Background: The prevalence of cardiovascular complications in COVID-19 infection varied in different studies. One of these complications is Myocardial Infarction. A disturbance of the blood supply can lead to Myocardial Infarction by clot formation in the arteries. However, no evidence of significant coronary stenosis has been found in more than 50% of patients with COVID-19 and ST elevation.
Case presentation: 38 and 49 years old men (patients 1, 2) were admitted to our hospital with the complaint of typical chest pain and COVID-19 symptoms. The Real-time Polymerase Chain Reaction (RT-PCR) test confirmed COVID-19 in both. Patient 1 represented inferior posterior ST-Elevation Myocardial Infarction (STEMI) in his Electrocardiogram (ECG). Also, patient 2 has ST-elevation in high lateral and septal leads (I, Augmented Vector Left (AVL), V1, V2) and ST-segment depression in AVR and inferior leads (III, Augmented Vector Foot (AVF)). Their troponin was positive. The vital signs were normal in both of them. Patient 2 just had a history of Aortic Valve Replacement (AVR) 5 years ago. However, Patient 1 had no medical history. Trans-Thoracic Echocardiography (TTE) data demonstrated some disturbances in patient 1 severe hypokinesia of inferior, posterior, lateral, and septal walls. However, TTE data were unremarkable for patient 2. We prescribed recommended medications for them. Therefore, their ECG changes were corrected, and his condition improved. In addition, coronary angiography was done that demonstrated patent and normal coronary arteries in both of them.
Conclusion: COVID-19 infection can cause normal coronary arteries Myocardial Infarction with probable two mechanisms prolonged vasospasm or intraluminal coronary thrombogenesis.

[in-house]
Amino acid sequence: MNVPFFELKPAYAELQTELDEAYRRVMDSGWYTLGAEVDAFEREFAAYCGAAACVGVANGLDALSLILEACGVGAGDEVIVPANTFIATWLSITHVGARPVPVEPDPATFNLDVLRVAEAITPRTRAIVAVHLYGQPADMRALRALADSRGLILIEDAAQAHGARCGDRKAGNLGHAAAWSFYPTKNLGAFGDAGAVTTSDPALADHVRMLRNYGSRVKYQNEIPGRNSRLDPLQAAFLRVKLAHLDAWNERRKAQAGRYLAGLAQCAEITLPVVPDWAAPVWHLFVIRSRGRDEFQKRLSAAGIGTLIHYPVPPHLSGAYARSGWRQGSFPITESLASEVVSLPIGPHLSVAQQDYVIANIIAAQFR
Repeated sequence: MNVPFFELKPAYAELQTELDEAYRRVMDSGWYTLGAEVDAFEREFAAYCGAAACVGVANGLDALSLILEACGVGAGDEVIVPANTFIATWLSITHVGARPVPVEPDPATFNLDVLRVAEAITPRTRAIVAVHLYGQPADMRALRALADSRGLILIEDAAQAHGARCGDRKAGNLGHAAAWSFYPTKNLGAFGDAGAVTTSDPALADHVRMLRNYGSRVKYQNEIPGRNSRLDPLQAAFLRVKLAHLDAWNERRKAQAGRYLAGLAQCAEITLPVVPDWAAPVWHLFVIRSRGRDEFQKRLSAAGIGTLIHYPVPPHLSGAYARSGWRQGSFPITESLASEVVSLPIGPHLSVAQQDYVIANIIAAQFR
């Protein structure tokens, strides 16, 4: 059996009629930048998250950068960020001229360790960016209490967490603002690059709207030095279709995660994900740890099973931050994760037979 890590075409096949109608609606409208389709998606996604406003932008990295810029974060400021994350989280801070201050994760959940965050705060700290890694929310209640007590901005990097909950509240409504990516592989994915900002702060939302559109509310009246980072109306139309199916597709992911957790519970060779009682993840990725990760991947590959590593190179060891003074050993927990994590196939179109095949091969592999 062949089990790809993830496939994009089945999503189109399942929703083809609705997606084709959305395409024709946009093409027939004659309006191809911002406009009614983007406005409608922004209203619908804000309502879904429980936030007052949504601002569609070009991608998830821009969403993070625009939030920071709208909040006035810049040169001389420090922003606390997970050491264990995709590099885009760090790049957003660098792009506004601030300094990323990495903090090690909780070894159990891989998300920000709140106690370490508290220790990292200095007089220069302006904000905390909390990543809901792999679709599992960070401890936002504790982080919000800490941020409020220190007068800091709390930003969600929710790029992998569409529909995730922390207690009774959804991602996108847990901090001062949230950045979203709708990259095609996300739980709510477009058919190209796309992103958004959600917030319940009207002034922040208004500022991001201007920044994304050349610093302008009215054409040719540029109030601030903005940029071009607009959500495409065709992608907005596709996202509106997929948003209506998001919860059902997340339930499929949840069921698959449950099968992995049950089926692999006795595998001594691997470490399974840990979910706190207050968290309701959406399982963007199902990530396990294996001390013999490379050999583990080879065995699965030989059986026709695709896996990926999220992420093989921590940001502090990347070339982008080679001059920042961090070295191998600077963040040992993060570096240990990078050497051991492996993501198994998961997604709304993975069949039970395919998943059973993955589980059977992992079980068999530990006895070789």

ST-elevation, Normal coronary, Myocardial Infarction (MI), COVID-19, ST-Elevation Myocardial Infarction (STEMI)
COVID-19: Corona Virus Disease 2019; ACS: Acute Coronary Syndrome; ECG: Electrocardiogram; TTE: Trans-Thoracic Echocardiography; MI: Myocardial Infarction; STEMI: ST-Elevation Myocardial Infarction
From the beginning of the COVID-19 epidemic in December 2019, more than 15 million people got infected by COVID-19 until 26 July 2020 (WHO, 2020). COVID-19 pandemic causes a significant burden on medical institutions. In such a pandemic, the management of emergencies like Myocardial Infarction (MI) was too complicated (Kim HN, etal., 2020). Cardiac risk factors expose the patients to more complex or clinical situations that require the Intensive Care Unit (ICU) (Huang C, et al., 2020). Myocardial injury due to ischemia, acute thrombotic obstruction, or myocarditis has been reported in approximately 7% to 28% of hospitalized patients with COVID-19. Studies have shown that these injuries are associated with increased mortality (Guo T, etal., 2020; Shi S, etal., 2020; Wang D, etal., 2020). Traditionally, ST-Elevation Myocardial Infarction (STEMI) is the consequence of coronary artery stenosis. It means we can find some coronary arteries with an abnormal situation. In these cases, we reported two patients with COVID-19 infection presented with STEMI and the normal coronary artery.